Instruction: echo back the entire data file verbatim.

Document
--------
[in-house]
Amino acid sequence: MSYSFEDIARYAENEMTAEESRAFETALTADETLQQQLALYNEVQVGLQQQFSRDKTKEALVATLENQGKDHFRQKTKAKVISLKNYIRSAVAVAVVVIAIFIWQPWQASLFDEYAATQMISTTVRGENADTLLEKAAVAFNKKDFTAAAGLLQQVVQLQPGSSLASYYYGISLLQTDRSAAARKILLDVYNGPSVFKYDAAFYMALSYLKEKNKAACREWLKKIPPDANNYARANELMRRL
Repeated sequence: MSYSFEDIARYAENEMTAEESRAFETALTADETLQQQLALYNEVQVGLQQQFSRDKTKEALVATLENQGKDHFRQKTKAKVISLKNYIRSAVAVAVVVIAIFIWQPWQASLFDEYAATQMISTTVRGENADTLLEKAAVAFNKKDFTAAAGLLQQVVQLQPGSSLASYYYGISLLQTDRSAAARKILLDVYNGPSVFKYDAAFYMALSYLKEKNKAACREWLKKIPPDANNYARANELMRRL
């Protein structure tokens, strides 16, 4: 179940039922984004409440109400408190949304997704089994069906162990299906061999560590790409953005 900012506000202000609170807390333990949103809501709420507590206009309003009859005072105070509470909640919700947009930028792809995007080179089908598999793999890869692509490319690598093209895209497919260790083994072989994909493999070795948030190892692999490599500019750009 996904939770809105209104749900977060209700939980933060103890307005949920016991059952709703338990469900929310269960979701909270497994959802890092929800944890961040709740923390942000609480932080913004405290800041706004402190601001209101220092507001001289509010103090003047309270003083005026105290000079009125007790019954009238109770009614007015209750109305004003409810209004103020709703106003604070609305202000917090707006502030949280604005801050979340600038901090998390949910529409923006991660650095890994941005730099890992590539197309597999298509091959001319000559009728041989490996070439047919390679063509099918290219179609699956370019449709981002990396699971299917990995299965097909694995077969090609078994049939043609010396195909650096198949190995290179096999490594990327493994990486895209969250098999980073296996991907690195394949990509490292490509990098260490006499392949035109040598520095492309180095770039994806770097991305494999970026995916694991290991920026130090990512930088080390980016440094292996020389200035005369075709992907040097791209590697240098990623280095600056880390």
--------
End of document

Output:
[in-house]
Amino acid sequence: MSYSFEDIARYAENEMTAEESRAFETALTADETLQQQLALYNEVQVGLQQQFSRDKTKEALVATLENQGKDHFRQKTKAKVISLKNYIRSAVAVAVVVIAIFIWQPWQASLFDEYAATQMISTTVRGENADTLLEKAAVAFNKKDFTAAAGLLQQVVQLQPGSSLASYYYGISLLQTDRSAAARKILLDVYNGPSVFKYDAAFYMALSYLKEKNKAACREWLKKIPPDANNYARANELMRRL
Repeated sequence: MSYSFEDIARYAENEMTAEESRAFETALTADETLQQQLALYNEVQVGLQQQFSRDKTKEALVATLENQGKDHFRQKTKAKVISLKNYIRSAVAVAVVVIAIFIWQPWQASLFDEYAATQMISTTVRGENADTLLEKAAVAFNKKDFTAAAGLLQQVVQLQPGSSLASYYYGISLLQTDRSAAARKILLDVYNGPSVFKYDAAFYMALSYLKEKNKAACREWLKKIPPDANNYARANELMRRL
């Protein structure tokens, strides 16, 4: 179940039922984004409440109400408190949304997704089994069906162990299906061999560590790409953005 900012506000202000609170807390333990949103809501709420507590206009309003009859005072105070509470909640919700947009930028792809995007080179089908598999793999890869692509490319690598093209895209497919260790083994072989994909493999070795948030190892692999490599500019750009 996904939770809105209104749900977060209700939980933060103890307005949920016991059952709703338990469900929310269960979701909270497994959802890092929800944890961040709740923390942000609480932080913004405290800041706004402190601001209101220092507001001289509010103090003047309270003083005026105290000079009125007790019954009238109770009614007015209750109305004003409810209004103020709703106003604070609305202000917090707006502030949280604005801050979340600038901090998390949910529409923006991660650095890994941005730099890992590539197309597999298509091959001319000559009728041989490996070439047919390679063509099918290219179609699956370019449709981002990396699971299917990995299965097909694995077969090609078994049939043609010396195909650096198949190995290179096999490594990327493994990486895209969250098999980073296996991907690195394949990509490292490509990098260490006499392949035109040598520095492309180095770039994806770097991305494999970026995916694991290991920026130090990512930088080390980016440094292996020389200035005369075709992907040097791209590697240098990623280095600056880390």